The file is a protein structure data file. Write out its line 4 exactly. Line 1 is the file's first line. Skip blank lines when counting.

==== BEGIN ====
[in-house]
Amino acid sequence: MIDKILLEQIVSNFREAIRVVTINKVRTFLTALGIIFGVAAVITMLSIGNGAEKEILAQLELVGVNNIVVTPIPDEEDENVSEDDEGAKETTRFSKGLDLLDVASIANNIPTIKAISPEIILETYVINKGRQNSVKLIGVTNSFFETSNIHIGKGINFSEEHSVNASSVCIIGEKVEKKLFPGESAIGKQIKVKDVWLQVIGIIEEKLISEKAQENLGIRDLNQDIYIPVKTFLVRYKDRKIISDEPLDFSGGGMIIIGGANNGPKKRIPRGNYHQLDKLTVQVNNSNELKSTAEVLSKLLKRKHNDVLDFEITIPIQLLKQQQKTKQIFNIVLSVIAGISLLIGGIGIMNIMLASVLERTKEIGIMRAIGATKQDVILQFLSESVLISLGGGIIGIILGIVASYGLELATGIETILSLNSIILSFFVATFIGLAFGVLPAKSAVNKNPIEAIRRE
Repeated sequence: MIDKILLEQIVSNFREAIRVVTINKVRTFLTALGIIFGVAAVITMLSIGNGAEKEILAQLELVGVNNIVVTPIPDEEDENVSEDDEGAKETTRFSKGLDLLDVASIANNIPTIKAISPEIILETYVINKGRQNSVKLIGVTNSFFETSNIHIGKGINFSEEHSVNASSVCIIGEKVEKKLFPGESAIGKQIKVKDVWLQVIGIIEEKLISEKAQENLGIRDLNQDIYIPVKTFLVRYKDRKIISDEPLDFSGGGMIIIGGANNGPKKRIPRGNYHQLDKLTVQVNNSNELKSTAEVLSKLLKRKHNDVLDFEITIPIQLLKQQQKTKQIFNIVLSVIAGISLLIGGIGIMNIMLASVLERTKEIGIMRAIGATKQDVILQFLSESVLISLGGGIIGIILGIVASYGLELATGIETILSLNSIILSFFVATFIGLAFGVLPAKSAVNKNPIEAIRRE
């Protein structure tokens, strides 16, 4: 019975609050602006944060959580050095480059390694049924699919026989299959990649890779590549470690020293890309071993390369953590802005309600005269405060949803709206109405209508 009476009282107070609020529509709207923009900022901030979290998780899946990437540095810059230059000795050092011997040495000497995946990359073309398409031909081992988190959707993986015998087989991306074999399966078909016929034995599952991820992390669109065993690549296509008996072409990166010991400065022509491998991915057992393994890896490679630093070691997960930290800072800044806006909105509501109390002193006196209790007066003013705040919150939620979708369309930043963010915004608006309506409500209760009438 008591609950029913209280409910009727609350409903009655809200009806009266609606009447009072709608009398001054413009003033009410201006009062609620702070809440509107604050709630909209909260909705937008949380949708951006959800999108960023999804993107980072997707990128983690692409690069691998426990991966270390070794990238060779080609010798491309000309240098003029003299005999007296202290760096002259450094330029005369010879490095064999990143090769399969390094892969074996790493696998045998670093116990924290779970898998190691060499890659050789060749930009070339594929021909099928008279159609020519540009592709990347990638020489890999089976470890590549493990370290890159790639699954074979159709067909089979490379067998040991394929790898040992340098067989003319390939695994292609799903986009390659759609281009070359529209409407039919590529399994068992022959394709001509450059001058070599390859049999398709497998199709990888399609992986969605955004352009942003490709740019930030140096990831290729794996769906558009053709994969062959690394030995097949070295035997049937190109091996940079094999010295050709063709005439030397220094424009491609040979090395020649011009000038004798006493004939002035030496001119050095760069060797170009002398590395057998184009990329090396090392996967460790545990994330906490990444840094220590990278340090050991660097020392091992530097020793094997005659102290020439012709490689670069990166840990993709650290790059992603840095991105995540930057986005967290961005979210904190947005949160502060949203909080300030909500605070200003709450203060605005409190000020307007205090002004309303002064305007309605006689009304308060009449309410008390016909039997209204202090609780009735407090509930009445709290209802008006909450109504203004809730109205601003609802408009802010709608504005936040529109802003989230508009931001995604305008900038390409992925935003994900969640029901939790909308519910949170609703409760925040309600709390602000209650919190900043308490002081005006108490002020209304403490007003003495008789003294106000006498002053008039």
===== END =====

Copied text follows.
């Protein structure tokens, strides 16, 4: 019975609050602006944060959580050095480059390694049924699919026989299959990649890779590549470690020293890309071993390369953590802005309600005269405060949803709206109405209508 009476009282107070609020529509709207923009900022901030979290998780899946990437540095810059230059000795050092011997040495000497995946990359073309398409031909081992988190959707993986015998087989991306074999399966078909016929034995599952991820992390669109065993690549296509008996072409990166010991400065022509491998991915057992393994890896490679630093070691997960930290800072800044806006909105509501109390002193006196209790007066003013705040919150939620979708369309930043963010915004608006309506409500209760009438 008591609950029913209280409910009727609350409903009655809200009806009266609606009447009072709608009398001054413009003033009410201006009062609620702070809440509107604050709630909209909260909705937008949380949708951006959800999108960023999804993107980072997707990128983690692409690069691998426990991966270390070794990238060779080609010798491309000309240098003029003299005999007296202290760096002259450094330029005369010879490095064999990143090769399969390094892969074996790493696998045998670093116990924290779970898998190691060499890659050789060749930009070339594929021909099928008279159609020519540009592709990347990638020489890999089976470890590549493990370290890159790639699954074979159709067909089979490379067998040991394929790898040992340098067989003319390939695994292609799903986009390659759609281009070359529209409407039919590529399994068992022959394709001509450059001058070599390859049999398709497998199709990888399609992986969605955004352009942003490709740019930030140096990831290729794996769906558009053709994969062959690394030995097949070295035997049937190109091996940079094999010295050709063709005439030397220094424009491609040979090395020649011009000038004798006493004939002035030496001119050095760069060797170009002398590395057998184009990329090396090392996967460790545990994330906490990444840094220590990278340090050991660097020392091992530097020793094997005659102290020439012709490689670069990166840990993709650290790059992603840095991105995540930057986005967290961005979210904190947005949160502060949203909080300030909500605070200003709450203060605005409190000020307007205090002004309303002064305007309605006689009304308060009449309410008390016909039997209204202090609780009735407090509930009445709290209802008006909450109504203004809730109205601003609802408009802010709608504005936040529109802003989230508009931001995604305008900038390409992925935003994900969640029901939790909308519910949170609703409760925040309600709390602000209650919190900043308490002081005006108490002020209304403490007003003495008789003294106000006498002053008039």